18 Cited authorities

  1. Blakely v. Washington

    542 U.S. 296 (2004)   Cited 14,033 times   17 Legal Analyses
    Holding that “[w]hen a judge inflicts punishment that the jury's verdict alone does not allow, the jury has not found all the facts ‘which the law makes essential to the punishment,’ and the judge exceeds his proper authority”
  2. Schriro v. Summerlin

    542 U.S. 348 (2004)   Cited 1,962 times   12 Legal Analyses
    Holding "[n]ew substantive rules generally apply retroactively"
  3. In re Estrada

    63 Cal.2d 740 (Cal. 1965)   Cited 2,127 times
    Holding that a defendant "is entitled to the ameliorating benefits of the statutes as amended" if "the amendatory statute lessening punishment becomes effective prior to the date the judgment of conviction becomes final"
  4. People v. Nasalga

    12 Cal.4th 784 (Cal. 1996)   Cited 327 times
    In Nasalga, the Supreme Court applied the reasoning of Estrada to conclude that a 1992 amendment to former section 12022.6, subdivisions (a) and (b), which increased the amount of loss required for the sentence enhancement, applied retroactively to the defendant's sentence because the case was not yet final on appeal.
  5. People v. Howard

    16 Cal.4th 1081 (Cal. 1997)   Cited 276 times
    Noting that court has full sentencing discretion upon revocation of probation in such circumstances
  6. People v. Canty

    32 Cal.4th 1266 (Cal. 2004)   Cited 195 times
    In Canty, the Supreme Court considered whether a defendant convicted of transporting methamphetamine, a felony, and driving a vehicle while under the influence of a controlled substance, a misdemeanor, has been “ ‘convicted in the same proceeding of a misdemeanor not related to the use of drugs' ” within the meaning of section 1210.1, subdivision (b)(2), and section 1210, subdivision (d).
  7. People v. Ramirez

    159 Cal.App.4th 1412 (Cal. Ct. App. 2008)   Cited 166 times
    In Ramirez, the trial court originally imposed a four-year sentence, then suspended execution of sentence and granted the defendant Ramirez probation.
  8. In re J. W

    29 Cal.4th 200 (Cal. 2002)   Cited 120 times

    S100745 Filed November 14, 2002 Appeal from the Fresno County Superior Court, No. 644930-0, David Kalemkarian, Commissioner, Judge. Ct.App.5th F038422. Bradley A. Bristow, under appointment by the Supreme Court, for Objector and Appellant. Robert Navarro, under appointment by the Supreme Court, for Petioner and Respondent. KENNARD, J. In 1978, this court held that a reviewing court is required "to appoint counsel for any indigent parent appealing from an order terminating parental rights pursuant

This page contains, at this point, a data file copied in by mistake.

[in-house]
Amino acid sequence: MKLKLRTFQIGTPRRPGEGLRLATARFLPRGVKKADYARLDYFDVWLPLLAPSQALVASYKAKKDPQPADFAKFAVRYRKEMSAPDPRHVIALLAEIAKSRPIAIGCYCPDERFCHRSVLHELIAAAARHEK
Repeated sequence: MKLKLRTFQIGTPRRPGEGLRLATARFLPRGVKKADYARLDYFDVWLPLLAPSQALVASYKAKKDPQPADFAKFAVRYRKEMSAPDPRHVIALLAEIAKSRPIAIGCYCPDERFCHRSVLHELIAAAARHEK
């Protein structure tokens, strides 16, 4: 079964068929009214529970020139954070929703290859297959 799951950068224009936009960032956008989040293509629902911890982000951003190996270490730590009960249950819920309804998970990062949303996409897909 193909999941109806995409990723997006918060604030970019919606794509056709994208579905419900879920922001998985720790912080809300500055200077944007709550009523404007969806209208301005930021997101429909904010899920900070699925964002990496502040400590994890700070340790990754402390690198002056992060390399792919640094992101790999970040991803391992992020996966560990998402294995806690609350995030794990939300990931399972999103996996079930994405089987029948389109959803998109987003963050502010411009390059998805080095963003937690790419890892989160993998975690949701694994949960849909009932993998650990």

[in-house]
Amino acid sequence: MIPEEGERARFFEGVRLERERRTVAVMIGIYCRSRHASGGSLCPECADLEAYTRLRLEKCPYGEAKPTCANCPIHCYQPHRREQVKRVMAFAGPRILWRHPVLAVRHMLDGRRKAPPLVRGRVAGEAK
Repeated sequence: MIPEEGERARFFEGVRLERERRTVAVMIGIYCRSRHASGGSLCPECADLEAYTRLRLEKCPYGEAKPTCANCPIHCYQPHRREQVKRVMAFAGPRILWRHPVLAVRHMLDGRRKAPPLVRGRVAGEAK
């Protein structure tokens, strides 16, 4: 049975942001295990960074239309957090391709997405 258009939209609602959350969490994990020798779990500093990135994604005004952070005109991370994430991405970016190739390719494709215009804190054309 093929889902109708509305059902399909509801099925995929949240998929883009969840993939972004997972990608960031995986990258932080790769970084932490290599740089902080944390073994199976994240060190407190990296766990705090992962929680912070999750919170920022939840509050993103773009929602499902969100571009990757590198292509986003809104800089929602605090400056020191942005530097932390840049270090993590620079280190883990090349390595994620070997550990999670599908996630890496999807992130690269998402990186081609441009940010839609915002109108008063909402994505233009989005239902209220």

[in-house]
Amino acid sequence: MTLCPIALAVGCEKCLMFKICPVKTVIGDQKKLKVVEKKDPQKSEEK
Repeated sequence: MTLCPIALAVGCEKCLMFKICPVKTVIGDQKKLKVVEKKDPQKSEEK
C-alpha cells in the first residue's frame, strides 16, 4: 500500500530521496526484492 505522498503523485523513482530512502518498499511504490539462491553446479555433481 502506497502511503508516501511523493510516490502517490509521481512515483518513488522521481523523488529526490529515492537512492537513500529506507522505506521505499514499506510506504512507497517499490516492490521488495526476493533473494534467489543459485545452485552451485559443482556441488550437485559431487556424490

9. People v. Yartz

    37 Cal.4th 529 (Cal. 2005)   Cited 103 times
    In Yartz, the court distinguished civil suits and actions from civil special proceedings: “Since 1872, judicial remedies have been divided into two classes: actions and special proceedings. [Citation.] An ‘action’ is defined as ‘an ordinary proceeding in a court of justice by which one party prosecutes another for the declaration, enforcement, or protection of a right, the redress or prevention of a wrong, or the punishment of a public offense.
  10. People v. Clytus

    209 Cal.App.4th 1001 (Cal. Ct. App. 2012)   Cited 48 times
    In Clytus, supra, 209 Cal.App.4th 1001, the Court of Appeal held that the Realignment Act applied to a defendant whose probation was revoked and whose previously imposed and suspended sentence was ordered to be executed after October 1, 2011.
  11. Rule 8.500 - Petition for review

    Cal. R. 8.500   Cited 217 times

    (a) Right to file a petition, answer, or reply (1) A party may file a petition in the Supreme Court for review of any decision of the Court of Appeal, including any interlocutory order, except the denial of a transfer of a case within the appellate jurisdiction of the superior court. (2) A party may file an answer responding to the issues raised in the petition. In the answer, the party may ask the court to address additional issues if it grants review. (3) The petitioner may file a reply to the

  12. Rule 4.435 - Sentencing on revocation of probation, mandatory supervision, and postrelease community supervision

    Cal. R. 4.435   Cited 72 times

    (a) When the defendant violates the terms of probation, mandatory supervision, or postrelease community supervision or is otherwise subject to revocation of supervision, the sentencing judge may make any disposition of the case authorized by statute. In deciding whether to permanently revoke supervision, the judge may consider the nature of the violation and the defendant's past performance on supervision. (Subd (a) amended effective January 1, 2018; previously amended effective January 1, 1991.)